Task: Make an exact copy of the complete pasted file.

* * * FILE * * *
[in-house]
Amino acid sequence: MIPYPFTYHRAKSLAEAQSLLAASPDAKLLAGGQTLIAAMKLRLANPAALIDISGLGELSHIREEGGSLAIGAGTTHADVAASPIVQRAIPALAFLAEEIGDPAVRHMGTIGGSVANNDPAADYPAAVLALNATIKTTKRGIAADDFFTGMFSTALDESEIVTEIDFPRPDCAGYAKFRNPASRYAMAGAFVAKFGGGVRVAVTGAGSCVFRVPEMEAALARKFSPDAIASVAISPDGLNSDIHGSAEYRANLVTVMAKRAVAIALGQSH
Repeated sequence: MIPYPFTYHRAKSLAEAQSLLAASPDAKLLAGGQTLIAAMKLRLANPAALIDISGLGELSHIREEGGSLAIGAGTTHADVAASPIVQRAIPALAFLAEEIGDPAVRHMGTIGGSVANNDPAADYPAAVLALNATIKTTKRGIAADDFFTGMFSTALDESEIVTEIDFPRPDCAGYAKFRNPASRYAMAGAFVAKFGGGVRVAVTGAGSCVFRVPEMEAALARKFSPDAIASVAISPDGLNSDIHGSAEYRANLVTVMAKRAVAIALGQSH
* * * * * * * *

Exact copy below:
[in-house]
Amino acid sequence: MIPYPFTYHRAKSLAEAQSLLAASPDAKLLAGGQTLIAAMKLRLANPAALIDISGLGELSHIREEGGSLAIGAGTTHADVAASPIVQRAIPALAFLAEEIGDPAVRHMGTIGGSVANNDPAADYPAAVLALNATIKTTKRGIAADDFFTGMFSTALDESEIVTEIDFPRPDCAGYAKFRNPASRYAMAGAFVAKFGGGVRVAVTGAGSCVFRVPEMEAALARKFSPDAIASVAISPDGLNSDIHGSAEYRANLVTVMAKRAVAIALGQSH
Repeated sequence: MIPYPFTYHRAKSLAEAQSLLAASPDAKLLAGGQTLIAAMKLRLANPAALIDISGLGELSHIREEGGSLAIGAGTTHADVAASPIVQRAIPALAFLAEEIGDPAVRHMGTIGGSVANNDPAADYPAAVLALNATIKTTKRGIAADDFFTGMFSTALDESEIVTEIDFPRPDCAGYAKFRNPASRYAMAGAFVAKFGGGVRVAVTGAGSCVFRVPEMEAALARKFSPDAIASVAISPDGLNSDIHGSAEYRANLVTVMAKRAVAIALGQSH